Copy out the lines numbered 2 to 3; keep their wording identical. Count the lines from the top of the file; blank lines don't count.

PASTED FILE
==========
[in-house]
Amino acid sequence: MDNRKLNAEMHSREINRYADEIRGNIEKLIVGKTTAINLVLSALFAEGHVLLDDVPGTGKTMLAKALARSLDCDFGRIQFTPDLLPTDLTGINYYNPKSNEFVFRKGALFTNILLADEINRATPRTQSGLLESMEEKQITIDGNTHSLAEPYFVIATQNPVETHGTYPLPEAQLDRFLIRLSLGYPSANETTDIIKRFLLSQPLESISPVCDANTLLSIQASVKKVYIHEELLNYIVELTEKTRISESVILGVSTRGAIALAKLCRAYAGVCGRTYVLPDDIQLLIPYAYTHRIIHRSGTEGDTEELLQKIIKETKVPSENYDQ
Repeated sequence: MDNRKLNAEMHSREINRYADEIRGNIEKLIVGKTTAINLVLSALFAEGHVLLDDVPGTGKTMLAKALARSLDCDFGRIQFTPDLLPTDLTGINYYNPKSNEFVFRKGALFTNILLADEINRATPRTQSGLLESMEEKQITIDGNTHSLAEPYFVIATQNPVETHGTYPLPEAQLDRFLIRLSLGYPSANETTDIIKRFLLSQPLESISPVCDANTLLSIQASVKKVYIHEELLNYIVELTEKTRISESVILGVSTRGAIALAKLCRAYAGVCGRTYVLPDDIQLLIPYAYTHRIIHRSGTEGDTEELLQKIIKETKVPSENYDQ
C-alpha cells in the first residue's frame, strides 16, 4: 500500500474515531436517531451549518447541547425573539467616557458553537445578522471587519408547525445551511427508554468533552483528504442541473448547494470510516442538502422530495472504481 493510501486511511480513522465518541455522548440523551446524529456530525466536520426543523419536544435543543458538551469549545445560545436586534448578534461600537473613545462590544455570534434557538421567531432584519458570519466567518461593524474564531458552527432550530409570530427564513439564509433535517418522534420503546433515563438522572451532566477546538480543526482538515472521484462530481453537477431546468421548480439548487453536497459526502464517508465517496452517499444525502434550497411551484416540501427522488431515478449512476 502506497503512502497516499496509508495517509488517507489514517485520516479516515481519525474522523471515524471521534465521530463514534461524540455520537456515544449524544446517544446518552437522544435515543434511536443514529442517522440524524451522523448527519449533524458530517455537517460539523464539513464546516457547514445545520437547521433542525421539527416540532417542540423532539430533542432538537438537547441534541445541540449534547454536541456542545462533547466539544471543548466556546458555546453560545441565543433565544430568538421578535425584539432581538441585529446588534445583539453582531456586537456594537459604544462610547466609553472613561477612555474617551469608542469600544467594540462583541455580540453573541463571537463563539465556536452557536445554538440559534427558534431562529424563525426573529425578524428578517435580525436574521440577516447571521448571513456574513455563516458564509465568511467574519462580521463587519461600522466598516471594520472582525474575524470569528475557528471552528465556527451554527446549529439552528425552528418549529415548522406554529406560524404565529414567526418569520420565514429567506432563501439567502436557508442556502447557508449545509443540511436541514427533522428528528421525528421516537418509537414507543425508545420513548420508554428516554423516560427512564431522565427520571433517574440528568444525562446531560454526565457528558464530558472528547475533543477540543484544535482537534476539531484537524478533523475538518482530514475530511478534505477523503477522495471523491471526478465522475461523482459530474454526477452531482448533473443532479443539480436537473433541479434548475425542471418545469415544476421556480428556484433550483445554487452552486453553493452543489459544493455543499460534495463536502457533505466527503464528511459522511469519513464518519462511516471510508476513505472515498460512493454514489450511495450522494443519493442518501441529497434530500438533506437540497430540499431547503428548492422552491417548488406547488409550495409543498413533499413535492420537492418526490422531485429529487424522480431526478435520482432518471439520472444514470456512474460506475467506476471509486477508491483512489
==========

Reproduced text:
Amino acid sequence: MDNRKLNAEMHSREINRYADEIRGNIEKLIVGKTTAINLVLSALFAEGHVLLDDVPGTGKTMLAKALARSLDCDFGRIQFTPDLLPTDLTGINYYNPKSNEFVFRKGALFTNILLADEINRATPRTQSGLLESMEEKQITIDGNTHSLAEPYFVIATQNPVETHGTYPLPEAQLDRFLIRLSLGYPSANETTDIIKRFLLSQPLESISPVCDANTLLSIQASVKKVYIHEELLNYIVELTEKTRISESVILGVSTRGAIALAKLCRAYAGVCGRTYVLPDDIQLLIPYAYTHRIIHRSGTEGDTEELLQKIIKETKVPSENYDQ
Repeated sequence: MDNRKLNAEMHSREINRYADEIRGNIEKLIVGKTTAINLVLSALFAEGHVLLDDVPGTGKTMLAKALARSLDCDFGRIQFTPDLLPTDLTGINYYNPKSNEFVFRKGALFTNILLADEINRATPRTQSGLLESMEEKQITIDGNTHSLAEPYFVIATQNPVETHGTYPLPEAQLDRFLIRLSLGYPSANETTDIIKRFLLSQPLESISPVCDANTLLSIQASVKKVYIHEELLNYIVELTEKTRISESVILGVSTRGAIALAKLCRAYAGVCGRTYVLPDDIQLLIPYAYTHRIIHRSGTEGDTEELLQKIIKETKVPSENYDQ